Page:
Bernanke Lacks Tools to Prevent Double Dip, Stiglitz Says

Monetary policy changes aren’t enough to save the U.S. from a “double dip” recession, as the Federal Reserve has only limited ability to boost the economy, Nobel prize-winning economist Joseph Stiglitz said.

“So just like QE1 didn’t work, QE2, QE2-and-a-half is not going to work,” Stiglitz said in an interview with Bloomberg HT television in Istanbul yesterday. “If we’re going to get out of the current mess it will take fiscal policy.”

Federal Reserve Chairman Ben Bernanke and his predecessor Alan Greenspan “obviously did a very bad job managing monetary policy in the run up to the crisis and letting the bubble grow, not putting in place adequate regulation,” Stiglitz said.

“Now the Fed is going to try and seem relevant so it will try to do something,” he said. “Monetary policy is much better at restraining the economy than pushing it when you’re in a severe downturn such as the current time.”

Fixing problems created by Fed chairmen is much more difficult than creating them, he said.

Stiglitz, who won the Nobel prize in 2001 and is now a professor at Columbia University, said there’s “a serious risk at least for a double-dip for the United States and Europe” and growth will “almost surely” be “too anemic” to create jobs.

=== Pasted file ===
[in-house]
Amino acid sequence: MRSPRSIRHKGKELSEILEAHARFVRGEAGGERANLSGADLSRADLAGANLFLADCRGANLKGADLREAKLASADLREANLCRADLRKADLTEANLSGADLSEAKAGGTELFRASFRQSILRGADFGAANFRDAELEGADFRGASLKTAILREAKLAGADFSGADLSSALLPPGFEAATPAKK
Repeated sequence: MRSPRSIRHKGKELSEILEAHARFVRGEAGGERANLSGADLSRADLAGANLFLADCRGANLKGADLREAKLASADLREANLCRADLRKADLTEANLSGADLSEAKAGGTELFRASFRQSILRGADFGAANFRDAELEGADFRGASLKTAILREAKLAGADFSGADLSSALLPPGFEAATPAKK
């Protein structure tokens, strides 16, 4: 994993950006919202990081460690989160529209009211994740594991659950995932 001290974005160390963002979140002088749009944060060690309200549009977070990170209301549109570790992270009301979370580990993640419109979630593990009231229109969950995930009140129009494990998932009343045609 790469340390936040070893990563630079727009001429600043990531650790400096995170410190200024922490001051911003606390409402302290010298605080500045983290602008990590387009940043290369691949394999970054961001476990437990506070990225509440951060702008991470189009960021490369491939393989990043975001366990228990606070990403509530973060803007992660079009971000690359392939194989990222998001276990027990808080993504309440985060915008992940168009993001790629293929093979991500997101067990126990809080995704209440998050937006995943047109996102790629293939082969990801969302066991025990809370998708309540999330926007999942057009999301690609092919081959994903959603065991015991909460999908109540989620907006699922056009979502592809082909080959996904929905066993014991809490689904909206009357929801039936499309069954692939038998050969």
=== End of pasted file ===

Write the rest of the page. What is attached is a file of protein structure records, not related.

“The jobs deficit is going to be growing and the sense of the American economy not working is going to be worse,” he said.

Avoiding Default

The European debt crisis can be handled and it’s possible for Greece to avoid default, Stiglitz said.

The cost for European banks to fund in dollars rose today, signaling that investors view a global policy makers’ decision yesterday to offer loans in the currency as only a short-term measure. The cost of converting euro payments into dollars, measured by the three-month cross-currency basis swap, was 85 basis points below the euro interbank offered rate as of midday in London, from 81.9 basis points yesterday.

“The problem in Europe is that the political process is often slow relative to economic events and financial markets, so the question is not whether economically it would be possible to solve the problem, but whether politics is moving at a pace that’s commensurate with the economy,” Stilgitz said.

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